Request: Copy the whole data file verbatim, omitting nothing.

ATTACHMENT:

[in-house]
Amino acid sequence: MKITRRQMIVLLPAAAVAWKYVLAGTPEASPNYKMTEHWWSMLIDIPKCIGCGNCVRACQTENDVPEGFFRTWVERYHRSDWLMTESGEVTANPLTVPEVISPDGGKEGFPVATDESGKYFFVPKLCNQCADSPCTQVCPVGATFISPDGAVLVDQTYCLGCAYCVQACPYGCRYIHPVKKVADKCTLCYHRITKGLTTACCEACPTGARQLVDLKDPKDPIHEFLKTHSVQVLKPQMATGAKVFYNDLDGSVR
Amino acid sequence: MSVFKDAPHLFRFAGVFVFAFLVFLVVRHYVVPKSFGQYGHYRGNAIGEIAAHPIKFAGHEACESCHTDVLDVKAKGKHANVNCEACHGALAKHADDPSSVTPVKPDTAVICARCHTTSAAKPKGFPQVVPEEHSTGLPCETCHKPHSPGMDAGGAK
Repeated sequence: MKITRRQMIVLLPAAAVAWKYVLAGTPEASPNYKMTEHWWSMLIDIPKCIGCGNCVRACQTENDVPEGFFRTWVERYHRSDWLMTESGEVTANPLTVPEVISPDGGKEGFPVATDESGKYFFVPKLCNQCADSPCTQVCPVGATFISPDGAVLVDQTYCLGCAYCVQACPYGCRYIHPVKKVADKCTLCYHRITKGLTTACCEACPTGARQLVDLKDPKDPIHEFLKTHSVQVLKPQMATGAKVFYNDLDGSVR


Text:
[in-house]
Amino acid sequence: MKITRRQMIVLLPAAAVAWKYVLAGTPEASPNYKMTEHWWSMLIDIPKCIGCGNCVRACQTENDVPEGFFRTWVERYHRSDWLMTESGEVTANPLTVPEVISPDGGKEGFPVATDESGKYFFVPKLCNQCADSPCTQVCPVGATFISPDGAVLVDQTYCLGCAYCVQACPYGCRYIHPVKKVADKCTLCYHRITKGLTTACCEACPTGARQLVDLKDPKDPIHEFLKTHSVQVLKPQMATGAKVFYNDLDGSVR
Amino acid sequence: MSVFKDAPHLFRFAGVFVFAFLVFLVVRHYVVPKSFGQYGHYRGNAIGEIAAHPIKFAGHEACESCHTDVLDVKAKGKHANVNCEACHGALAKHADDPSSVTPVKPDTAVICARCHTTSAAKPKGFPQVVPEEHSTGLPCETCHKPHSPGMDAGGAK
Repeated sequence: MKITRRQMIVLLPAAAVAWKYVLAGTPEASPNYKMTEHWWSMLIDIPKCIGCGNCVRACQTENDVPEGFFRTWVERYHRSDWLMTESGEVTANPLTVPEVISPDGGKEGFPVATDESGKYFFVPKLCNQCADSPCTQVCPVGATFISPDGAVLVDQTYCLGCAYCVQACPYGCRYIHPVKKVADKCTLCYHRITKGLTTACCEACPTGARQLVDLKDPKDPIHEFLKTHSVQVLKPQMATGAKVFYNDLDGSVR